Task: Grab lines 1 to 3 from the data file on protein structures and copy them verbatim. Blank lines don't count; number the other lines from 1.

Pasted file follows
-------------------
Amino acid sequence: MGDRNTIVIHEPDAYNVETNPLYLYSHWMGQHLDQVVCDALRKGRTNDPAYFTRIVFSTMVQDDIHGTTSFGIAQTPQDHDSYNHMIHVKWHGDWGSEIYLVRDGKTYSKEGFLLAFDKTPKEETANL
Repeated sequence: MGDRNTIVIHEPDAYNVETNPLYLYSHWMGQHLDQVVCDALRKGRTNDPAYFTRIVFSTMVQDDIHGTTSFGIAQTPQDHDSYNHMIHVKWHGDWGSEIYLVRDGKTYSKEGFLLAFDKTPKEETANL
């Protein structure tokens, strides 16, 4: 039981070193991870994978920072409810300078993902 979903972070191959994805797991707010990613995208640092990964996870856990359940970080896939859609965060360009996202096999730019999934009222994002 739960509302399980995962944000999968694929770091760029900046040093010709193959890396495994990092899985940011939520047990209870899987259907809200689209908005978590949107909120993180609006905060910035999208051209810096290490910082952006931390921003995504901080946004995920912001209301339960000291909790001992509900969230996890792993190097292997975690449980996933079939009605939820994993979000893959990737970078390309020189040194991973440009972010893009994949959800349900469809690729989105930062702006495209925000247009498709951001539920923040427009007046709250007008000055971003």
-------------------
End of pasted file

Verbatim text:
Amino acid sequence: MGDRNTIVIHEPDAYNVETNPLYLYSHWMGQHLDQVVCDALRKGRTNDPAYFTRIVFSTMVQDDIHGTTSFGIAQTPQDHDSYNHMIHVKWHGDWGSEIYLVRDGKTYSKEGFLLAFDKTPKEETANL
Repeated sequence: MGDRNTIVIHEPDAYNVETNPLYLYSHWMGQHLDQVVCDALRKGRTNDPAYFTRIVFSTMVQDDIHGTTSFGIAQTPQDHDSYNHMIHVKWHGDWGSEIYLVRDGKTYSKEGFLLAFDKTPKEETANL
């Protein structure tokens, strides 16, 4: 039981070193991870994978920072409810300078993902 979903972070191959994805797991707010990613995208640092990964996870856990359940970080896939859609965060360009996202096999730019999934009222994002 739960509302399980995962944000999968694929770091760029900046040093010709193959890396495994990092899985940011939520047990209870899987259907809200689209908005978590949107909120993180609006905060910035999208051209810096290490910082952006931390921003995504901080946004995920912001209301339960000291909790001992509900969230996890792993190097292997975690449980996933079939009605939820994993979000893959990737970078390309020189040194991973440009972010893009994949959800349900469809690729989105930062702006495209925000247009498709951001539920923040427009007046709250007008000055971003």